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The Big Life

  • Theatre, Musicals
  • 4 out of 5 stars
  • Recommended
The Big Life, Theatre Royal Stratford East, 2024
Photo: Mark Senior

Time Out says

4 out of 5 stars

TRSE’s beloved Windrush musical is still a delight 20 years on

In 2004, as his swansong at Stratford East after a 25-year tenure as artistic director, Philip Hedley programmed ‘The Big Life’. It is bittersweet then, that the hit musical returns to the venue to celebrate its 20-year anniversary in the year of his death – Hedley passed away in January. His memory lives on in this belter of a musical revival and time has done little to age its story. Today it is as infectious, heart-rendering and as achingly resonant as ever.

Paul Sirett and Tameka Empson’s script takes the convoluted comedy of Shakespeare’s ‘Love’s Labour’s Lost’ and enriches it to tell a battle of the sexes story from the Windrush generation. Dennis, Ferdy, Bernie and Lennie arrive by boat to Britain full of aspirations and big dreams. ‘The sky’s the limit,’ they sing, wide-eyed and determined to make something of themselves. Nothing will hold them back. And so, after Bernie and his wife-to-be Sybil have a spat on the ship over, the men all reluctantly promise to abjure women and booze for three years.

The music is the lifeblood of this tale of suspended satisfaction: the cocktail of blues, jazz, calypso and soul is a gesture to what the Windrush generation left and lost when they travelled across the waters. The men’s bright futures soon turn cloudy. They are turned away from every B&B in the city, can’t get the jobs they’re qualified for, and are subjected to endless racist taunts. With each knockback, the sparkle in their eyes dwindles just a little bit more.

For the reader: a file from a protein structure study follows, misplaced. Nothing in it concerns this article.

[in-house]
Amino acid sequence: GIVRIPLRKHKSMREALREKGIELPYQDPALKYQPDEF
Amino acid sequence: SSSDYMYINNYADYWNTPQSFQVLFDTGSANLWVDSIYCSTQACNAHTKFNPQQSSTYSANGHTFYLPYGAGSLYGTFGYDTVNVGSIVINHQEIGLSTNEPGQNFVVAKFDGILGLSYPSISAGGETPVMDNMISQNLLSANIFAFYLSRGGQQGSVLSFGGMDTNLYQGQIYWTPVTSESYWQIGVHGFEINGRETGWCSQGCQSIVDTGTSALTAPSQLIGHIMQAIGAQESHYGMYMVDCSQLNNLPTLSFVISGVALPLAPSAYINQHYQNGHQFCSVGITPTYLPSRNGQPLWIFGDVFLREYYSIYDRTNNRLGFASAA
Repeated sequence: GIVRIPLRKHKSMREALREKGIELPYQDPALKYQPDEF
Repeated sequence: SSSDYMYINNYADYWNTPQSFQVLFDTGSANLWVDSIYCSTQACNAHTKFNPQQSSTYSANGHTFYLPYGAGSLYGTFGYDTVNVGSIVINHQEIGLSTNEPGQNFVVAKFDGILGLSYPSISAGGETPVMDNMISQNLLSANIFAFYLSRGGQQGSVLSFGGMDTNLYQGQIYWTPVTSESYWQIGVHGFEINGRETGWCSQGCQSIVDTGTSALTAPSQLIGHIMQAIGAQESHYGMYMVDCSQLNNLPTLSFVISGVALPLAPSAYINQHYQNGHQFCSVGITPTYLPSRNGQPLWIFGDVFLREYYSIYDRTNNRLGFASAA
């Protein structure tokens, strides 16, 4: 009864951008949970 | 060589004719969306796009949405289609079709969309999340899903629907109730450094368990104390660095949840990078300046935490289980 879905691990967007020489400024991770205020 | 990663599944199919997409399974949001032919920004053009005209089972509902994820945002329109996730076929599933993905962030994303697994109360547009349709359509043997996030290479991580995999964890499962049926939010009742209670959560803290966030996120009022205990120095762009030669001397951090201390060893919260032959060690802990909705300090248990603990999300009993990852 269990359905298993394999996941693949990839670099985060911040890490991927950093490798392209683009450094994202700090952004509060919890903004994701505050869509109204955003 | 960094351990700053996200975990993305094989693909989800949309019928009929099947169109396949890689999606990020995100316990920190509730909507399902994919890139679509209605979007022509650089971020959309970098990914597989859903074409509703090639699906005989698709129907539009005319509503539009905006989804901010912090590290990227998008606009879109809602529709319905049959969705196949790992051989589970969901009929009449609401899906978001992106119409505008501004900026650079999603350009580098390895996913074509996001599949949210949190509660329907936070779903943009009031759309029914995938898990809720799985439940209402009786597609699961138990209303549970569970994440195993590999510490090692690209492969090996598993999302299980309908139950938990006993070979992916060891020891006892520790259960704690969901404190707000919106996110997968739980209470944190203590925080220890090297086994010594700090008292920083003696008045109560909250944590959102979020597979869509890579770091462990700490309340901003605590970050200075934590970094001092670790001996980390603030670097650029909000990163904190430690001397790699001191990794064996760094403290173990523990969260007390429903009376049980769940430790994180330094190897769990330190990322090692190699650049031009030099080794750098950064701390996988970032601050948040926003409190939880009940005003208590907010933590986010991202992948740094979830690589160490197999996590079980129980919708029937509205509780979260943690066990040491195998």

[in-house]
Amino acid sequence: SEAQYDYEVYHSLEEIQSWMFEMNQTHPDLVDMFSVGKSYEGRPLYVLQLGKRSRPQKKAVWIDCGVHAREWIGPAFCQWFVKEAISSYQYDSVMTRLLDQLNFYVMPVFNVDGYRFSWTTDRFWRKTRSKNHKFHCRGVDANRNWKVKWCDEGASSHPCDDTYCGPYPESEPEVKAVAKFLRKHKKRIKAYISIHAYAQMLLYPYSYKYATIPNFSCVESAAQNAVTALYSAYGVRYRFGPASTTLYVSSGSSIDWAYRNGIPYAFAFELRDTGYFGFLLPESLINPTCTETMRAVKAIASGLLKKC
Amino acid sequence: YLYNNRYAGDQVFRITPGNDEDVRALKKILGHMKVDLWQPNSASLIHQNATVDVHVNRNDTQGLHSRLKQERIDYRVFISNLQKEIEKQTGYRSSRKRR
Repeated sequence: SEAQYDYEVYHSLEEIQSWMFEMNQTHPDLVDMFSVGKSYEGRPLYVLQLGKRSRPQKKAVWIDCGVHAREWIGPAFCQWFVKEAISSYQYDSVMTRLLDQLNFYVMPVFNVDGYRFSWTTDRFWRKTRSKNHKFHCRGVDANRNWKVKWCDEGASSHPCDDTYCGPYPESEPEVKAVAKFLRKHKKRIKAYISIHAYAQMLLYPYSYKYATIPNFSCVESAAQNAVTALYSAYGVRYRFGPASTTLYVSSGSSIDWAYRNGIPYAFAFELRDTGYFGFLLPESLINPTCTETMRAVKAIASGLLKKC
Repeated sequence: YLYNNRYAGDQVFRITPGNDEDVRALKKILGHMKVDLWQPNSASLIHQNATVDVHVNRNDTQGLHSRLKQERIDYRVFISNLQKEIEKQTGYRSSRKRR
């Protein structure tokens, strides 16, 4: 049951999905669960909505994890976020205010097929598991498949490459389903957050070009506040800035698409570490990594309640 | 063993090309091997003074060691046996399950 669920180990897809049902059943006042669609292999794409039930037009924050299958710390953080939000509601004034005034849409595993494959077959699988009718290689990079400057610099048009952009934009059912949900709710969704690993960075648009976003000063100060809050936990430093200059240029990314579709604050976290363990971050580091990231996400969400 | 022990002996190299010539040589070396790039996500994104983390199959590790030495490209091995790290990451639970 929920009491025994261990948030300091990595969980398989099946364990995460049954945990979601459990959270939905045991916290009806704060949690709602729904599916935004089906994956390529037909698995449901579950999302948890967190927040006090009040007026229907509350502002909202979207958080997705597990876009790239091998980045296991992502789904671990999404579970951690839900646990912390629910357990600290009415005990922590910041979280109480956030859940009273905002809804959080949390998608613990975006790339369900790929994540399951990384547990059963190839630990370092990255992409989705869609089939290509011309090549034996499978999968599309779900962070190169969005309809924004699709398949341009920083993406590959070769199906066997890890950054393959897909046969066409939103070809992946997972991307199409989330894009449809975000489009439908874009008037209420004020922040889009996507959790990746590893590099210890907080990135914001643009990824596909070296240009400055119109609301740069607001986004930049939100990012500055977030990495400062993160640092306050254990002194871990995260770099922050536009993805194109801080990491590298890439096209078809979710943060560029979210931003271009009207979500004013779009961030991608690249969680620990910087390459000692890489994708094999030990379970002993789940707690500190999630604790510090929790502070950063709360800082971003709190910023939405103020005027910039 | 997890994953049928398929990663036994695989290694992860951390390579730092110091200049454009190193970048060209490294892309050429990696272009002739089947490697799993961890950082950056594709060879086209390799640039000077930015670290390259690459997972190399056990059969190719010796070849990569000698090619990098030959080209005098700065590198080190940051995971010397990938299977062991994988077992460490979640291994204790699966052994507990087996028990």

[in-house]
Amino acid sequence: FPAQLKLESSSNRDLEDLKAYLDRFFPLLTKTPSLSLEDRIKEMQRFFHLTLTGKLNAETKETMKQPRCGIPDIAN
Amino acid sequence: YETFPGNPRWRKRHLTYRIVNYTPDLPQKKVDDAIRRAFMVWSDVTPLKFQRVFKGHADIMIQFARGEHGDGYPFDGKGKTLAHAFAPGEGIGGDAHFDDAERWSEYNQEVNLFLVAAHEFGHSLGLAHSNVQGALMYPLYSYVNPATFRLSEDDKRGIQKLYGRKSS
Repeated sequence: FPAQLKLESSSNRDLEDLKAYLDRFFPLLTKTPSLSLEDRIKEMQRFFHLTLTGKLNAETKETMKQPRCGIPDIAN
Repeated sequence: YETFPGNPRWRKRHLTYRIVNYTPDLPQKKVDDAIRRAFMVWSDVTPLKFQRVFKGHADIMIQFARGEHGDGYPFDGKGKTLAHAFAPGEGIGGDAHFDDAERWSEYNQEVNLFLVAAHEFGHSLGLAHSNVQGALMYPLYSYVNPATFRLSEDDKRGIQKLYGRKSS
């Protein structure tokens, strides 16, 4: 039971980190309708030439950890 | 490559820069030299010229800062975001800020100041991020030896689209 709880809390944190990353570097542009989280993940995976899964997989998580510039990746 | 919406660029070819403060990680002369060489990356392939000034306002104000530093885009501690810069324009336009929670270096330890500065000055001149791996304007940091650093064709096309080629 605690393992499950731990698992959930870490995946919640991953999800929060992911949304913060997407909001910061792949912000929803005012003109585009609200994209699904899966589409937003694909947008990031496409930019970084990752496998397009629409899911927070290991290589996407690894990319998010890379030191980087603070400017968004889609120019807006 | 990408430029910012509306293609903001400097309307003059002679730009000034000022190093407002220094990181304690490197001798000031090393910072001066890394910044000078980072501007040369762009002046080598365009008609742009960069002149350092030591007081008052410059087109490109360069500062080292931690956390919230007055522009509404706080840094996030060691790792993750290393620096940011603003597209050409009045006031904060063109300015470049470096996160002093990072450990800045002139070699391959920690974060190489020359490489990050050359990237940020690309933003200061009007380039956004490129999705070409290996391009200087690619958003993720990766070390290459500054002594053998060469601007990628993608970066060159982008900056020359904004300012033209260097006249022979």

Somehow though, optimism is never lost entirely and ‘The Big Life’ remains an uplifting vision of hope. The set designed by Jasmin Swan is a delirious constellation of colour. The dance numbers choreographed by Ingrid Mackinnon are exuberantly full of two-steps and verve. Tinuke Craig’s joyful production becomes a hysterical cat-and-mouse chase: the men repeatedly try to resist the women’s advances, while their love interests dig in their heels and giggle and eye-roll over and over.

The core of Craig’s revival is the wholehearted ensemble. As Dennis, Khalid Daley looks so physically entranced by his sweetheart Kathy that his whole body moves like jelly when she’s near – and he’s got a voice so honeyed you could listen to him sing the alphabet. As Kathy, Juliet Agnes’s rendition of the zingy ‘Ain’t Nothing Hotter’ makes the hair on your neck stand on end. Karl Queensborough’s Lennie turns into a quivering mess even at the idea of a woman even entering a room.

There’s no weak link in this colossally talented cast, but the evening belongs to Tameka Empson as Mrs Aphrodite. Sitting somewhere between a Greek chorus and a Jamaican elder, she parks herself in the theatre’s royal box and chucks in riotous remarks on the action – on the night I see it she even drops the contents of her bags into the stalls. She’s a mastermind comedian, but an even better orator – ‘we came here not only to work but show love,’ she reminds us of the Windrush generation. Her words are a tribute to them – abundantly full of compassion and fury for the hand they were unfairly served.

Written by
Anya Ryan


£10-£45.50. Runs 3hr
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